Normal

I watched the Joe Biden and Kamala Harris families take the stage last night to celebrate Biden’s election win. I was struck by how normal and sweet and nice they all seemed. I don’t agree with everything they want to do politically, but they’re not coming in as arsonists either. They respect our institutions, genuinely want to govern for all of the people and aren’t out to hurt, humiliate or steal from anyone. The Bidens and Harrises seem like people you could meet in your neighborhood. They seem like families whose children could go to school with yours. It’s a nice change of pace.

And the Bidens have a dog. The Trumps were the only First Family in a century to not have a dog in the White House. Some would say that tells you everything you need to know about them. Major, a German shepherd, is actually a rescue dog. That’s a nice metaphor in and of itself. There’s actually two dogs – the other one is called Champ and came from a breeder. Not as good a metaphor. George Washington had a dog. Presidents have dogs. They show the dogs affection, publicly, which makes them likable and relatable. It’s corny but it works. There should be a First Dog. Even more normalcy.

Dr. Jill Biden with Champ and Major 

But what does it all mean for the economy? Well, we’ll see, but it’s likely that we’ll get less policy unpredictability. Tweeted proclamations that affect entire industries and segments of the labor force and drop like bombs are probably going to stop. The debate over what to do about China will continue, but at a lower volume. There’s going to be a stimulus debate and a tax rate debate and a healthcare debate, but the debates should be civil, fact-based and purposeful. We have too many people struggling, there’s no time for theater anymore.

I also agree with UPFINA, who note that regardless of the fact that Florida’s a red state where they went for Trump, they also voted for the minimum wage proposition. Florida’s minimum wage is $8.56 an hour, but the state’s residents voted to incrementally raise it to $15 by 2026. Almost half the country’s workforce now lives in a state where the minimum wage is going up to at least $15. Combined with this summer’s proto-Universal Basic Income experiment, it’s clear that change is in the air. Californians defeated several anti-business ballot initiatives, so it’s not as simple as to say “labor is winning.”

What’s actually happening is that the cost of living is rising while, at the same time, the desire for worker flexibility is also expanding. Large and small business going remote overnight this year was an acceleration of something that’s been happening slowly for years. Biden’s campaign manager took over during COVID, hired a national staff of workers and volunteers and had never met most of them. The whole thing was built remotely. That’s ridiculously impressive. It’s also the way things are going to be in the future. Assembling teams over the internet – teams of the best possible people, not merely the people who live near headquarters – is going to become standard, not novel.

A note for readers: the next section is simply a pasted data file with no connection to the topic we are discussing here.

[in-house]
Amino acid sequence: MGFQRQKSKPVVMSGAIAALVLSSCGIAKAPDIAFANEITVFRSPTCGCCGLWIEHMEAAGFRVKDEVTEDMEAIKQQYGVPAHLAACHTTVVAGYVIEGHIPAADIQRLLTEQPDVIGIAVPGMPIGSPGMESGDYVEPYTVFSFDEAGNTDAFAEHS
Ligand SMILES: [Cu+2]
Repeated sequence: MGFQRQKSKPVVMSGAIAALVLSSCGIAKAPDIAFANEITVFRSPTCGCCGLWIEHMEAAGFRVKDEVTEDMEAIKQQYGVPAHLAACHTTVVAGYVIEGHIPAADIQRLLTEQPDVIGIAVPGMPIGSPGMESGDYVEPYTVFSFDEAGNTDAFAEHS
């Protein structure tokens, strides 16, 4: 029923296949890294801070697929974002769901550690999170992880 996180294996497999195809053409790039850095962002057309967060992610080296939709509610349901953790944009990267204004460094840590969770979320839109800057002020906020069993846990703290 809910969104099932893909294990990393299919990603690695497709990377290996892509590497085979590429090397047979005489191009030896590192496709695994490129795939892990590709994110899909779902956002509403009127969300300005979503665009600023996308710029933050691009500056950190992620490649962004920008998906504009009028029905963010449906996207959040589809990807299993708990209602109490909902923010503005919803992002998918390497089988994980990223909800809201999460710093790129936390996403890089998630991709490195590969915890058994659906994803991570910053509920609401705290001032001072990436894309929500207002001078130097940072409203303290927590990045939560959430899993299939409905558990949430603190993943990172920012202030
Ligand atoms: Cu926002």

Uber and Lyft prevailed in California as voters recognized the need for there to be something in between total employment and absolute contractor-ship. The “third way” will likely become a melange of independence and partial benefits with worker control over hours and corporate control over the rules of conduct while on their clock. It’s no longer “the gig economy”, it’s rapidly becoming just the economy.

Getting back to the predictable policies thing – Wall Street’s strategists and economists are going to have an easier go of it these next four years. Things will be a little bit more…explicative?

Here’s Bank of America’s global economist Ethan Harris in his new piece, Certainty Shock, which came out Friday:

Beyond avoiding an uncertainty shock, we think that split government is not a bad outcome for the economy. Markets likely feared a Blue Wave on the grounds that it could bring higher taxes and tougher regulation. Tax hikes are basically off the table with Republicans likely holding the Senate. On the other hand, there was some (warranted) fear that gridlock could kick in right out of the gate, preventing compromise on a stimulus package. The risks of that seem a bit lower. Once the election is behind us it should be a lot easier to negotiate. Moreover, Senate Majority Leader McConnell sent a fairly strong signal of compromise on Wednesday, saying that Congress should approve a relief package before this year’s end.

Finally, in our view, a potential Biden win makes a broad escalation of the trade war unlikely. Biden is likely to remain tough on China, but make peace with many of the US’s allies. Thus “The Biden Plan” campaign document vows to “rally our allies in a coordinated effort to pressure the Chinese government and other trade abusers to follow the rules and hold them to account when they do not. Biden is expected work with our closest allies, mobilizing more than half the world’s economy to better deliver for our workers.”

Imagine returning to 2015 and starting over again. Well, that’s not going to happen, but the insanity should gradually fade away. And the less we hear about President Biden, the more you’ll know things are going okay. If we hear about him every hour of the day, like this last guy, it’s not going well at all.

Only one problem left to mention: What the hell are we gonna talk about all day?

Oh, right, we have pandemic this fall.

Source:

Certainty shock
BofA Securities – November 6th, 2020

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